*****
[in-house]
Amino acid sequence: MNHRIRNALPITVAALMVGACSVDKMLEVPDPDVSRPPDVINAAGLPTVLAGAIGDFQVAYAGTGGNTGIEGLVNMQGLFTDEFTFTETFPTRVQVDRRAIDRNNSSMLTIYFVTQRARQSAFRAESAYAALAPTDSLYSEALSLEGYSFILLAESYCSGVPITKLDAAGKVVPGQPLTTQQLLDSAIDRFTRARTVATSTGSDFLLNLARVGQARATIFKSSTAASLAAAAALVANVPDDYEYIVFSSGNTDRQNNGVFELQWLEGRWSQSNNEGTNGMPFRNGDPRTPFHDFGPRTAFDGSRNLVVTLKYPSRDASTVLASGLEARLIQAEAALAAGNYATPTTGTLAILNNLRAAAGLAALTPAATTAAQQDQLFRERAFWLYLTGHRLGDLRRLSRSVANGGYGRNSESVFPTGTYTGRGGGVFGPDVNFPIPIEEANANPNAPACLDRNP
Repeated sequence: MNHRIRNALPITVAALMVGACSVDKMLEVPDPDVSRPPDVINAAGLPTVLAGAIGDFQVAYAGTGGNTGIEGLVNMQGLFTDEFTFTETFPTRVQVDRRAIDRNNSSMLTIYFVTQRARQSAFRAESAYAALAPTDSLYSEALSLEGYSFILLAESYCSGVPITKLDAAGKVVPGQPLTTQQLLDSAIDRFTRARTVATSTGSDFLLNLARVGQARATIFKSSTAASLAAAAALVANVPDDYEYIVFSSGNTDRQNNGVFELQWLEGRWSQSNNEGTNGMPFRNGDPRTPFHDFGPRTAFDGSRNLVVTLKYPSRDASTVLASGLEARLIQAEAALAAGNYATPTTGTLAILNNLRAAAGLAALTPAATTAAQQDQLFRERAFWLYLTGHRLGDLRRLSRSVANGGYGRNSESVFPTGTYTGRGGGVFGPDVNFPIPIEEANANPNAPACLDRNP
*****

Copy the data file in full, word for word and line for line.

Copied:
[in-house]
Amino acid sequence: MNHRIRNALPITVAALMVGACSVDKMLEVPDPDVSRPPDVINAAGLPTVLAGAIGDFQVAYAGTGGNTGIEGLVNMQGLFTDEFTFTETFPTRVQVDRRAIDRNNSSMLTIYFVTQRARQSAFRAESAYAALAPTDSLYSEALSLEGYSFILLAESYCSGVPITKLDAAGKVVPGQPLTTQQLLDSAIDRFTRARTVATSTGSDFLLNLARVGQARATIFKSSTAASLAAAAALVANVPDDYEYIVFSSGNTDRQNNGVFELQWLEGRWSQSNNEGTNGMPFRNGDPRTPFHDFGPRTAFDGSRNLVVTLKYPSRDASTVLASGLEARLIQAEAALAAGNYATPTTGTLAILNNLRAAAGLAALTPAATTAAQQDQLFRERAFWLYLTGHRLGDLRRLSRSVANGGYGRNSESVFPTGTYTGRGGGVFGPDVNFPIPIEEANANPNAPACLDRNP
Repeated sequence: MNHRIRNALPITVAALMVGACSVDKMLEVPDPDVSRPPDVINAAGLPTVLAGAIGDFQVAYAGTGGNTGIEGLVNMQGLFTDEFTFTETFPTRVQVDRRAIDRNNSSMLTIYFVTQRARQSAFRAESAYAALAPTDSLYSEALSLEGYSFILLAESYCSGVPITKLDAAGKVVPGQPLTTQQLLDSAIDRFTRARTVATSTGSDFLLNLARVGQARATIFKSSTAASLAAAAALVANVPDDYEYIVFSSGNTDRQNNGVFELQWLEGRWSQSNNEGTNGMPFRNGDPRTPFHDFGPRTAFDGSRNLVVTLKYPSRDASTVLASGLEARLIQAEAALAAGNYATPTTGTLAILNNLRAAAGLAALTPAATTAAQQDQLFRERAFWLYLTGHRLGDLRRLSRSVANGGYGRNSESVFPTGTYTGRGGGVFGPDVNFPIPIEEANANPNAPACLDRNP